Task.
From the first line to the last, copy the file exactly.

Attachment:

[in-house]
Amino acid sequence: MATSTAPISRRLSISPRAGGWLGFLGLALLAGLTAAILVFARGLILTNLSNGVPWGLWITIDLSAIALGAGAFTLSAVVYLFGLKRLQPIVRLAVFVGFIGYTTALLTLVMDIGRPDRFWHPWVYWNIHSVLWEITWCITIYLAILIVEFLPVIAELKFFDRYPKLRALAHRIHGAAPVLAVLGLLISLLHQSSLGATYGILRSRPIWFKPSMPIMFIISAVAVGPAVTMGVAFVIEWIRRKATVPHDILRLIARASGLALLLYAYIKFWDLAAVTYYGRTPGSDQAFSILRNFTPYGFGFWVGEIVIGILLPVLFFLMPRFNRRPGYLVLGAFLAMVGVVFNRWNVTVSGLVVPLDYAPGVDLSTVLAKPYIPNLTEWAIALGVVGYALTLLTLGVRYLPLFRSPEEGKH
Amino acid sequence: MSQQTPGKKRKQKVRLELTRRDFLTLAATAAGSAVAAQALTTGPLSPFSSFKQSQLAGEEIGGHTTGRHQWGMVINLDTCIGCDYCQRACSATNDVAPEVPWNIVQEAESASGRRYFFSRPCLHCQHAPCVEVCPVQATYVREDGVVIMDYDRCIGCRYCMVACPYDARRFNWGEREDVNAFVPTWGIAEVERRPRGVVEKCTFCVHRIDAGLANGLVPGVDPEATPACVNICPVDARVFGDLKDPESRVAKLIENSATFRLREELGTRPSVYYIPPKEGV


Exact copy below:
[in-house]
Amino acid sequence: MATSTAPISRRLSISPRAGGWLGFLGLALLAGLTAAILVFARGLILTNLSNGVPWGLWITIDLSAIALGAGAFTLSAVVYLFGLKRLQPIVRLAVFVGFIGYTTALLTLVMDIGRPDRFWHPWVYWNIHSVLWEITWCITIYLAILIVEFLPVIAELKFFDRYPKLRALAHRIHGAAPVLAVLGLLISLLHQSSLGATYGILRSRPIWFKPSMPIMFIISAVAVGPAVTMGVAFVIEWIRRKATVPHDILRLIARASGLALLLYAYIKFWDLAAVTYYGRTPGSDQAFSILRNFTPYGFGFWVGEIVIGILLPVLFFLMPRFNRRPGYLVLGAFLAMVGVVFNRWNVTVSGLVVPLDYAPGVDLSTVLAKPYIPNLTEWAIALGVVGYALTLLTLGVRYLPLFRSPEEGKH
Amino acid sequence: MSQQTPGKKRKQKVRLELTRRDFLTLAATAAGSAVAAQALTTGPLSPFSSFKQSQLAGEEIGGHTTGRHQWGMVINLDTCIGCDYCQRACSATNDVAPEVPWNIVQEAESASGRRYFFSRPCLHCQHAPCVEVCPVQATYVREDGVVIMDYDRCIGCRYCMVACPYDARRFNWGEREDVNAFVPTWGIAEVERRPRGVVEKCTFCVHRIDAGLANGLVPGVDPEATPACVNICPVDARVFGDLKDPESRVAKLIENSATFRLREELGTRPSVYYIPPKEGV